Parliamentary Replies
Published Date: 02 August 2022

Reply to Parliamentary Question on median debt-to-income ratio of Singaporeans and citizens living in top 10 cities by GDP




Date: For Parliament Sitting on 2 August 2022

Name and Constituency of Member of Parliament

Mr Shawn Huang Wei Zhong, MP, Jurong GRC


To ask the Prime Minister whether the Government is able to provide a comparative table of median debt-to-income ratio of Singaporeans and citizens living in the top 10 cities ranked by gross domestic product for the past three years.

Answer by Mr Tharman Shanmugaratnam, Senior Minister and Minister in charge of MAS:

1. The debt-to-income ratio (DTI) of the household sector in Singapore averaged 1.3 for the period of 2018-2020. Compared with the top 10 advanced economies by Gross Domestic Product (GDP) per capitaBased on IMF World Economic Outlook Database (April 2022). The table shows the top 10 economies with the highest GDP per capita (USD) as at 2021., Singapore’s household DTI, with the exception of the United States, is the lowest (Table 1). 

2. More importantly, DTIs have to be viewed in context of a household’s assets. Households in Singapore have assets significantly larger than their debts on aggregate. Looking at assets net of liabilities, the net assets-to-income ratio in Singapore of 7.9 on average for the period of 2018-2020 is the highest among the same economies (Table 2). 

3. With home ownership rates in Singapore close to 90%, about 70% of the debt on household sector balance sheets comprises mortgage loans. These loans have an average loan-to-value ratio of less than 50%, indicating that households generally have significant net positive equity in their residential properties.  

4. Singapore’s households ability to meet their immediate debt repayment obligations is healthy, with deposits growing faster than total household debt. Their overall debt servicing ability is also sound, with the median Total Debt Servicing Ratio (TDSR)The portion of a borrower’s gross monthly income that goes towards repaying monthly debt obligations. at 43% for new mortgages issued over the past year.

5. That said, there will be a small segment of households who are more highly leveraged and could face difficulties in servicing their debt. Such borrowers should approach their lenders early to explore possible loan refinancing and repayment solutions.

Table 1: Household debt-to-income ratio (DTI), 2018 to 2021[1]

  2018 2019 2020 Average of 2018-2020 2021
Denmark  2.5 2.5  2.6 2.6  2.4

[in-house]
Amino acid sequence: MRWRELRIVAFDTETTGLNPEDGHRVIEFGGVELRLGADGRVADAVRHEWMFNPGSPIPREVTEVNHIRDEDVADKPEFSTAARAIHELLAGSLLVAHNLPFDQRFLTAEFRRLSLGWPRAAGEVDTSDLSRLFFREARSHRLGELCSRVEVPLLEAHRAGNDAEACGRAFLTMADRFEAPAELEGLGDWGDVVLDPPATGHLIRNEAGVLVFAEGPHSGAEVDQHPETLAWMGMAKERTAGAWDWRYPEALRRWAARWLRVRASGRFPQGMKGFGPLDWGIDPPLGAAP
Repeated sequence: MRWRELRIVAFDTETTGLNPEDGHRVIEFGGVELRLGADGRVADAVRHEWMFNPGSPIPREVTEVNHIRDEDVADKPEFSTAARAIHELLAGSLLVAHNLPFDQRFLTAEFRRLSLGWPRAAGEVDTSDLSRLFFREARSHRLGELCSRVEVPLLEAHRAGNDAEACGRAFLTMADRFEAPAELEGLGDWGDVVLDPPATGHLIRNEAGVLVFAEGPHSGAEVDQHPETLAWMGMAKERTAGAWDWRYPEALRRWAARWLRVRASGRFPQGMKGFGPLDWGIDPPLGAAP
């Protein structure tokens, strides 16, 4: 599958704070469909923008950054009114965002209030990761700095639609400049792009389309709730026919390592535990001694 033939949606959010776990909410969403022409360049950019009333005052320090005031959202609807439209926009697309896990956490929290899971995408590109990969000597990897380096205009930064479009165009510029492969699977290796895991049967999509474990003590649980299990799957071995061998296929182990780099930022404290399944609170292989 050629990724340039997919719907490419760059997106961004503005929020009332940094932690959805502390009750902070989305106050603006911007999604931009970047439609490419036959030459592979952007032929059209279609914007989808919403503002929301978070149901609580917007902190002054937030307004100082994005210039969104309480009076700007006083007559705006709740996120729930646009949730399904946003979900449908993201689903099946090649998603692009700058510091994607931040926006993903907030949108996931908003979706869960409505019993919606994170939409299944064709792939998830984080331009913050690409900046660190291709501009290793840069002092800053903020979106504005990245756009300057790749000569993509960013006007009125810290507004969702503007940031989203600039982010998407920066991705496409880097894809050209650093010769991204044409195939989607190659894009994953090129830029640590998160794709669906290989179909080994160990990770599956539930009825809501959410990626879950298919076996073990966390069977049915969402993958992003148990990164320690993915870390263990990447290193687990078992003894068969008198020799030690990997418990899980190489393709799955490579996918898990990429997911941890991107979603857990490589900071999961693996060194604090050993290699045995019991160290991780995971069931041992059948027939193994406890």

Norway 2.4 2.4  2.5  2.4  2.5 
Netherlands 2.4  2.3  2.3  2.3  NA 
Switzerland 2.2  2.2  2.2  2.2  NA
Australia 2.2  2.1  2.0  2.1  NA
Sweden 1.9  1.9  2.0  1.9  2.0
Luxembourg 1.8 1.9  1.9  1.9  NA 
Finland 1.4  1.5  1,5  1.5  NA 
Ireland 1.5  1.4  1.2  1.4  NA 
Singapore[2] 1.4 1.3  1.3  1.3  1.4 
United States 1.1 1.1  1.0  1.0  NA 

Source: OECD, DOS and MAS estimates. 


Table 2: Household net assets-to-income ratio, 2018 to 2021[3]

2018  2019  2020  Average of 2018-2020  2021 
Singapore[4]  7.4  7.8  8.4  7.9  9.1 
Denmark 6.8  7.5  8.2  7.5  9.4 
Netherlands 6.8  7.4  8.1  7.4  NA 
United States 5.8  6.4  6.6  6.3  NA 
Sweden  5.6  6.2  NA  5.9  NA 
Australia 4.2  4.5  4.6  4.5  NA 
Luxembourg 4.2  4.3  4.3  4.3  NA 
Finland  3.7 3.9  NA  3.8  NA 
Norway 3.4  3.5  NA  3.5  NA 
Ireland NA  NA  NA  NA  NA 
Switzerland NA  NA  NA  NA NA 

Source: OECD, DOS and MAS estimates.

[1] Based on OECD (2022), household debt (indicator). The DTI in the OECD economies is defined as the ratio of total liabilities of both the household sector and non-profit institutions serving households (NPISHs) to net household disposable income. The cross-economy comparison is made with reference to aggregate data as the median household DTI is not available.
[2] Based on data from the Singapore Department of Statistics (DOS). The household DTI is estimated as the ratio of total liabilities of the household sector to aggregate personal disposable income (PDI). PDI measures income of the personal sector (including households and NPISHs), after accounting for net property income received (i.e., interests and dividends), net current transfers received and personal income tax paid. As the NPISHs account for a small share of the personal sector, the personal disposable income is used as a proxy for net household income in national accounting.
[3] Based on OECD (2022), household net worth (indicator). The net assets-to-income ratio is defined as the ratio of household net worth to net household disposable income. Household net worth represents the total value of assets less total value of outstanding liabilities of households, including NPISHs. 
[4] Based on data from the Singapore Department of Statistics (DOS). The household net assets-to-income ratio is estimated as the ratio of net worth of the household sector to aggregate PDI.